THE BRITISH Chambers of Commerce (BCC) yesterday insisted its members are “completely behind” the High Speed 2 railway – despite a rival business organisation withdrawing its support for the project.
John Longworth, director general of the BCC, told City A.M. that an entirely new line is still the only way to avoid a capacity crunch on the UK rail network, which would have damaging economic consequences.
“There needs to be a tight control of cost and the record of public procurement in the UK is not good – but fundamentally we are strongly in favour of it,” he said.
“We want politicians to be very clear that they’re going ahead with the project and it will be built. British businesses need certainity and we need politicians to take the long view.”
Yesterday the Institute of Directors (IoD) withdrew its support for the new link between the north and south, branding the £42.6bn scheme a “grand folly” and saying the money would be better spent elsewhere.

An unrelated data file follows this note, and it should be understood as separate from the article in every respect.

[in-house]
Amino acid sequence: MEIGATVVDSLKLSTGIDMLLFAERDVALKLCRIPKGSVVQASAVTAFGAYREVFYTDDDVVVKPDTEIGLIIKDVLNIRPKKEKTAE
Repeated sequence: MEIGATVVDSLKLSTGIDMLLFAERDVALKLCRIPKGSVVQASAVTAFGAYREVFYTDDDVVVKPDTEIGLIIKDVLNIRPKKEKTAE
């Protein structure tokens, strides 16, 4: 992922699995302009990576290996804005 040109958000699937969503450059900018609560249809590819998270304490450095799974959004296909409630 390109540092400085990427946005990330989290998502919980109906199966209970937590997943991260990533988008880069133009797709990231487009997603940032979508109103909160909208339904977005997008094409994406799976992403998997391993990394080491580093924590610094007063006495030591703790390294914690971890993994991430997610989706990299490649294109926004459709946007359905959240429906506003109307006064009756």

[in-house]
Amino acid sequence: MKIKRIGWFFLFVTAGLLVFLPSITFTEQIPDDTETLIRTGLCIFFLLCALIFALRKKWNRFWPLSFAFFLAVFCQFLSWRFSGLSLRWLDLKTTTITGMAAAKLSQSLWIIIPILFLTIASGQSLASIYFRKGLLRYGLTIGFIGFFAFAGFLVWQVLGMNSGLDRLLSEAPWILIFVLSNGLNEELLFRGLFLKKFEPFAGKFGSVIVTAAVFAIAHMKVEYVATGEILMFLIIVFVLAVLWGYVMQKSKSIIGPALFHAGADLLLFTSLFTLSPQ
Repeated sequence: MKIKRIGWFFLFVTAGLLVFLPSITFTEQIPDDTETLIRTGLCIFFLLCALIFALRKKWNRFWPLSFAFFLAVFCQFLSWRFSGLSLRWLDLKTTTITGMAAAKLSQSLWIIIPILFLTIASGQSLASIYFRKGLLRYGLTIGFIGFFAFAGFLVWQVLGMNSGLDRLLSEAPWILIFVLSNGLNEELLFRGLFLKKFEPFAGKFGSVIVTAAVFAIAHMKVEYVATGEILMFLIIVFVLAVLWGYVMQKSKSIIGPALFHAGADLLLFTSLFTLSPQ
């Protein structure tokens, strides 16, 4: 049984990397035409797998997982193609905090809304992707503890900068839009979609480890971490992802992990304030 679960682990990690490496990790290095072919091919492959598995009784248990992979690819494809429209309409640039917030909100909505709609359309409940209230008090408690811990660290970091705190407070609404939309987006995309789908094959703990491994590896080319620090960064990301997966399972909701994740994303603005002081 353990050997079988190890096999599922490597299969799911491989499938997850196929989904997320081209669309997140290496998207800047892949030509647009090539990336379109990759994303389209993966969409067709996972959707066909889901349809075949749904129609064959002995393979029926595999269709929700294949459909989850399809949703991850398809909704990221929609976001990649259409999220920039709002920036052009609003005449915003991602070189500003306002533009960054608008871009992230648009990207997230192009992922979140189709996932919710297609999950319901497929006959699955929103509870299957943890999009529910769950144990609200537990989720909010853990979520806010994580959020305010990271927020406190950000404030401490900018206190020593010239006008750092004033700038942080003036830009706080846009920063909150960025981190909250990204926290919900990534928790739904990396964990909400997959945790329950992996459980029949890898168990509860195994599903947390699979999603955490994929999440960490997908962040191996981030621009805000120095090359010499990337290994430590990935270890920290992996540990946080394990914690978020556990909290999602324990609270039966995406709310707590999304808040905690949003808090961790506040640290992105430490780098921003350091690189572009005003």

In the process they ended united support for the scheme among business groups and major political parties.
The IoD’s intervention follows mounting criticism from across the political spectrum that the project’s costs are spiralling out of control and calls to put money into smaller schemes.
KPMG’s Richard Threlfall yesterday said HS2 must go ahead due to its “transformational impact” on the UK, insisting the economic impact of the scheme would recover the anticipated cost “within just a couple of years”.
John Cridland, CBI director general, said his organisation still backs the project “in principle” but it “must be demonstrably clear that the benefits outweigh the costs”.
City A.M. yesterday revealed that Labour shadow transport secretary Maria Eagle would launch a review of the route linking HS2 to the existing High Speed 1 line if she were in power – even if this delays construction of the London leg of the railway.